Graduate Student Spotlight: Stephanie Nawas

Ph.D. Student, Department of Computer Science

Stephanie Nawas

This spotlight is a part of our 2023 International Women's Day Feature.

What inspired you to study engineering? Describe your path to graduate studies at UC Davis. 

I was a member of a feminist organization in high school, and one day the computer science teacher came to give a talk encouraging young women to sign up for his class. Although I was hesitant, I signed up and got the amazing opportunity to try coding for the first time. I enjoyed computer science courses in undergrad, but didn't realize that I could possibly pursue a PhD until I was a senior! I had always thought that Ph.D. degrees were for geniuses, not people like me. Continuing my studies at UC Davis has been such an amazing experience, and I feel incredibly lucky to have been accepted here under such a supportive advisor. 

Highlight your current research. What do you love about it, why are you excited, and how do you stay motivated? 

My research area lies at the intersection of programming languages and machine learning. Specifically, I am working on strategies to repair and verify the behavior of neural networks with provable guarantees of correctness. My favorite part of my research is that it is such a new area, and there are so many cool ideas to explore! I also love the interdisciplinary aspect of my work, as it provides so many opportunities to build on work in various fields of computer science. Our lab is quite small, but everyone is so supportive of each other. We help each other stay motivated by encouraging and helping each other along the way. My advisor works really hard to create a positive lab culture, and it really pays off to help keep me on track!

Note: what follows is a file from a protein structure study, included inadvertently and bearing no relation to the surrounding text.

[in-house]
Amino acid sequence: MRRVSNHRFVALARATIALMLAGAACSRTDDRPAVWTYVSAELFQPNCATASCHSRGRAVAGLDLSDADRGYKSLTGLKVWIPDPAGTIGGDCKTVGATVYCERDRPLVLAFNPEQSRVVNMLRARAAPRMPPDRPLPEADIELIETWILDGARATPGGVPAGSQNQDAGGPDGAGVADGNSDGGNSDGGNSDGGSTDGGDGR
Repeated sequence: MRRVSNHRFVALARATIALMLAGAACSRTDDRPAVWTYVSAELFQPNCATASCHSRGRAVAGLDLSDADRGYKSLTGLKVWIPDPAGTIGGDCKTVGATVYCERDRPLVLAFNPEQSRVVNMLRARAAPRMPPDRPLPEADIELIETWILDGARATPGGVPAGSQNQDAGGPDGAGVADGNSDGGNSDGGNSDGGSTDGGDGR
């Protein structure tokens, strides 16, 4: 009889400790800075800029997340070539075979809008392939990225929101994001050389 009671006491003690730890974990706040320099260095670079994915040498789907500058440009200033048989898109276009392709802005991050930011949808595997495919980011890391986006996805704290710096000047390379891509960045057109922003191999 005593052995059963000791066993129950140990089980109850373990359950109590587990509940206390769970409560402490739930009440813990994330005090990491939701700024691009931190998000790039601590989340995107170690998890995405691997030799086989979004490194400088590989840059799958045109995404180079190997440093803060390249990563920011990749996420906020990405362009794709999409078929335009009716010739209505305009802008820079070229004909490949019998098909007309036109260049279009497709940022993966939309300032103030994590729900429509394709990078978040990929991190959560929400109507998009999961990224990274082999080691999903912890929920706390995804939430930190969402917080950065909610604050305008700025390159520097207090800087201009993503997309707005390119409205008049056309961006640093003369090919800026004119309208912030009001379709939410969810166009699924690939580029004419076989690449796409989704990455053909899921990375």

The 2023 International Women's Day theme is #EmbraceEquity. How do you embrace equity in the engineering field? 

I would not be where I am today if not for initiatives to help achieve equity in engineering. I tried coding for the first time thanks to a presentation designed to encourage young women to sign up for computer science. I minored in gender studies in undergrad which gave me specialized support and a deeper understanding of gender inequity in engineering. I was a leader in the multicultural center in undergrad and participated on a STEM advisory board to increase representation of minority students. I was able to try research for the first time thanks to a grant that helps underrepresented students fund their research projects. Currently, I mentor young women and non-binary high school and undergraduate students. I am also the president of Graduate Scholars of Color+ here at UC Davis, an organization that aims to provide advocacy and solidarity among underrepresented grad students. Thanks to equity initiatives that helped me gain my footing in engineering as a woman of color, I am able to help other young women in computer science and promote equity by paying it forward. 

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